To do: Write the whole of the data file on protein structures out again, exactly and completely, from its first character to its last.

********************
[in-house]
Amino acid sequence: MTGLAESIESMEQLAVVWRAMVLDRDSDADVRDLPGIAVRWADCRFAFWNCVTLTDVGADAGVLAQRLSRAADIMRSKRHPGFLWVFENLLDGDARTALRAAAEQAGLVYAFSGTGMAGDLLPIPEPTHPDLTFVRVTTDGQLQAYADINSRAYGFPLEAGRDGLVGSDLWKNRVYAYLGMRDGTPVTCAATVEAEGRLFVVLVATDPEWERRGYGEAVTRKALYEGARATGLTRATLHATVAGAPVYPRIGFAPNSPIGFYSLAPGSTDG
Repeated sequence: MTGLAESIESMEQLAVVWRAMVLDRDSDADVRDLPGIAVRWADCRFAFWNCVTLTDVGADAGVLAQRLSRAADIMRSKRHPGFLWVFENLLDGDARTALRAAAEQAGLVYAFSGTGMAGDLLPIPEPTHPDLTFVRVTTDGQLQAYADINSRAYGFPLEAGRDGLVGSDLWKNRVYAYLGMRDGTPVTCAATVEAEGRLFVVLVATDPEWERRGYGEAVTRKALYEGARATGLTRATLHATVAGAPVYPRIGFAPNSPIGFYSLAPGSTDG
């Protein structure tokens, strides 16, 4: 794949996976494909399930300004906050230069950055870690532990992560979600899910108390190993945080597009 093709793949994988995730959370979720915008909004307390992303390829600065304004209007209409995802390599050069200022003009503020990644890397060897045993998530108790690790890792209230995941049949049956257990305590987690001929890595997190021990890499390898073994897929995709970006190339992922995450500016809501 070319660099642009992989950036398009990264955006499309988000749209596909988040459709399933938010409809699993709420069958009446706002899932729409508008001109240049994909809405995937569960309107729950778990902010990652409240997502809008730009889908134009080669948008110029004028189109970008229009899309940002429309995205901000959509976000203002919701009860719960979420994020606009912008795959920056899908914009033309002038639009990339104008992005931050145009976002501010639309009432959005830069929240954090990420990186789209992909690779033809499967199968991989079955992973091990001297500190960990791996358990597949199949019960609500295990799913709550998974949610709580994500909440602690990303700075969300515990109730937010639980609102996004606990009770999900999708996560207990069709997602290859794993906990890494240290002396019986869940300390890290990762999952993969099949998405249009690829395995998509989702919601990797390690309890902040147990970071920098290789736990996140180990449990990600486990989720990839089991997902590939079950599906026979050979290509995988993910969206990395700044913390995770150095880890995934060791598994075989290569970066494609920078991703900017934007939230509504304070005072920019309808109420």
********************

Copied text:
[in-house]
Amino acid sequence: MTGLAESIESMEQLAVVWRAMVLDRDSDADVRDLPGIAVRWADCRFAFWNCVTLTDVGADAGVLAQRLSRAADIMRSKRHPGFLWVFENLLDGDARTALRAAAEQAGLVYAFSGTGMAGDLLPIPEPTHPDLTFVRVTTDGQLQAYADINSRAYGFPLEAGRDGLVGSDLWKNRVYAYLGMRDGTPVTCAATVEAEGRLFVVLVATDPEWERRGYGEAVTRKALYEGARATGLTRATLHATVAGAPVYPRIGFAPNSPIGFYSLAPGSTDG
Repeated sequence: MTGLAESIESMEQLAVVWRAMVLDRDSDADVRDLPGIAVRWADCRFAFWNCVTLTDVGADAGVLAQRLSRAADIMRSKRHPGFLWVFENLLDGDARTALRAAAEQAGLVYAFSGTGMAGDLLPIPEPTHPDLTFVRVTTDGQLQAYADINSRAYGFPLEAGRDGLVGSDLWKNRVYAYLGMRDGTPVTCAATVEAEGRLFVVLVATDPEWERRGYGEAVTRKALYEGARATGLTRATLHATVAGAPVYPRIGFAPNSPIGFYSLAPGSTDG
């Protein structure tokens, strides 16, 4: 794949996976494909399930300004906050230069950055870690532990992560979600899910108390190993945080597009 093709793949994988995730959370979720915008909004307390992303390829600065304004209007209409995802390599050069200022003009503020990644890397060897045993998530108790690790890792209230995941049949049956257990305590987690001929890595997190021990890499390898073994897929995709970006190339992922995450500016809501 070319660099642009992989950036398009990264955006499309988000749209596909988040459709399933938010409809699993709420069958009446706002899932729409508008001109240049994909809405995937569960309107729950778990902010990652409240997502809008730009889908134009080669948008110029004028189109970008229009899309940002429309995205901000959509976000203002919701009860719960979420994020606009912008795959920056899908914009033309002038639009990339104008992005931050145009976002501010639309009432959005830069929240954090990420990186789209992909690779033809499967199968991989079955992973091990001297500190960990791996358990597949199949019960609500295990799913709550998974949610709580994500909440602690990303700075969300515990109730937010639980609102996004606990009770999900999708996560207990069709997602290859794993906990890494240290002396019986869940300390890290990762999952993969099949998405249009690829395995998509989702919601990797390690309890902040147990970071920098290789736990996140180990449990990600486990989720990839089991997902590939079950599906026979050979290509995988993910969206990395700044913390995770150095880890995934060791598994075989290569970066494609920078991703900017934007939230509504304070005072920019309808109420």